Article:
Jeremy Corbyn: Wrong to blame 'entire community' for abuse
Jeremy Corbyn has said it is wrong to blame "an entire ethnic community" for child abuse after one of his frontbench team quit over a press article.
Sarah Champion faced a backlash after writing in the Sun that "Britain has a problem with British Pakistani men raping and exploiting white girls".
The Rotherham MP quit as shadow equalities minister and apologised for her "extremely poor choice of words".
The Labour leader denied claims he had sacked Ms Champion for speaking out.
He told BBC Manchester: "Child exploitation is wrong. Child abuse is wrong. It is a crime, and it has to be dealt with.
"But you cannot blame an entire community, an entire nation or an entire ethnic community. You have to deal with it for the crime of what it is."
Asked if he had sacked Ms Champion over her comments, he said: "Look, she resigned and I accepted the resignation, so, clearly, I think it's right thing to do and I thank her for her work."
Communities Secretary Sajid Javid accused Mr Corbyn of stifling debate.
The Conservative minister said in a tweet: "Corbyn wrong to sack Sarah Champion. We need an honest open debate on child sexual exploitation, including racial motivation."
Business Minister Margot James said she was "enraged" by the Labour leader's "treatment of Sarah Champion".
She wrote on her Facebook page that the Rotherham MP's comments "might have been hard hitting, but that doesn't make them any less true".
The Conservative MP for Stourbridge added: "There needs to be a discussion about how we overcome the cultural attitudes towards women that have contributed to these crimes; and to the ways in which they were covered up for so long.
"There has been a disgraceful history of shouting down brave Labour women MPs who have stood up to community pressures in Northern cities like Keighley (just google former MP Ann Cryer) and Rotherham in exposing these crimes, of which the appalling treatment of Sarah Champion is yet another chapter."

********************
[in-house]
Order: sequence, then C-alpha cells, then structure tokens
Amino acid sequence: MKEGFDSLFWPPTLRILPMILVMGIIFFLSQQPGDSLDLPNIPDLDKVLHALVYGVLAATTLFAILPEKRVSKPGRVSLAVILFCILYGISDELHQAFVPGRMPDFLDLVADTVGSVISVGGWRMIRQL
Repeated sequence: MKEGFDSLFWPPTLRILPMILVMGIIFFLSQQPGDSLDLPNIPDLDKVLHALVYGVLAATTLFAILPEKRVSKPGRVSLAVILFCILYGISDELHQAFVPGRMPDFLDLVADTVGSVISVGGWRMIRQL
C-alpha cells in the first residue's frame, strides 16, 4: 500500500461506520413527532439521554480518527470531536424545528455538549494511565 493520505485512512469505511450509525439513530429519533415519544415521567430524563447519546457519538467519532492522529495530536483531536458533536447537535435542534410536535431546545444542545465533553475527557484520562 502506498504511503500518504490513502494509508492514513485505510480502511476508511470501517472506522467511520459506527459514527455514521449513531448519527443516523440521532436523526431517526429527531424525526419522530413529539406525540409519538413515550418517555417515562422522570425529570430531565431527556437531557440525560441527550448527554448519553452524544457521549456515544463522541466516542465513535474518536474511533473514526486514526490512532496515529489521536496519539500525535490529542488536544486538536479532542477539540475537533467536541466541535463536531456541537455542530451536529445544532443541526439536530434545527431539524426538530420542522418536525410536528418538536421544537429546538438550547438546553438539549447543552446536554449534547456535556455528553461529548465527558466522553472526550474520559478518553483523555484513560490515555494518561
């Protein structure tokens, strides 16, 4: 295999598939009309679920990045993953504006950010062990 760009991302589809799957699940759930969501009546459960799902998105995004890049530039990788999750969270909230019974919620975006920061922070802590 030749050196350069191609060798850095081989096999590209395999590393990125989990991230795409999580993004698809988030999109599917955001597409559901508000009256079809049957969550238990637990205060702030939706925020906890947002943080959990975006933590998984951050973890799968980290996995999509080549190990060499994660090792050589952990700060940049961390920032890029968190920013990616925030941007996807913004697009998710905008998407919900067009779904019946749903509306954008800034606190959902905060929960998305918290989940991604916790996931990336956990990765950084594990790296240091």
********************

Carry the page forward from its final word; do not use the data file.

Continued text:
Conservative former Children's Minister Tim Loughton said he did not know if Ms Champion had been sacked or not - but he accused Mr Corbyn of being "deaf to a problem that is happening in our country".
The Equality and Human Rights Commission said it was a "real shame" that Ms Champion had resigned because of "over-sensitivity about language".
Labour's shadow justice minister, Yasmin Qureshi, refused to be drawn on whether it was right that Ms Champion had stepped down.
"I think you need to ask Sarah that question," she told BBC Radio 4's Today programme.
"Of course we should deal with abuse wherever it occurs and we should ask ourselves as to what we can do to ensure these things don't happen."
Ms Champion's article was written after 17 men were convicted of forcing girls in Newcastle to have sex.
The men, who were mostly British-born, were of Iraqi, Bangladeshi, Pakistani, Indian, Iranian and Turkish heritage.
In interviews following the convictions, the Labour MP said such crimes involved "predominately Pakistani men" and a fear of being called racist was hampering the authorities' investigations.
She then wrote the Sun article, which also included the line: "These people are predators, and the common denominator is their ethnic heritage."
Among the article's critics was fellow Labour MP Naz Shah, who said it was "irresponsible" and "setting a dangerous precedent".
Following the backlash, Ms Champion sought to distance herself from the article, claiming it had been altered, something denied by the newspaper.
Announcing she was stepping down, Ms Champion said: "I apologise for the offence caused by the extremely poor choice of words in the Sun article on Friday.
"I am concerned that my continued position in the shadow cabinet would distract from the crucial issues around child protection which I have campaigned on my entire political career.
"It is therefore with regret that I tender my resignation as shadow secretary of state for women and equalities."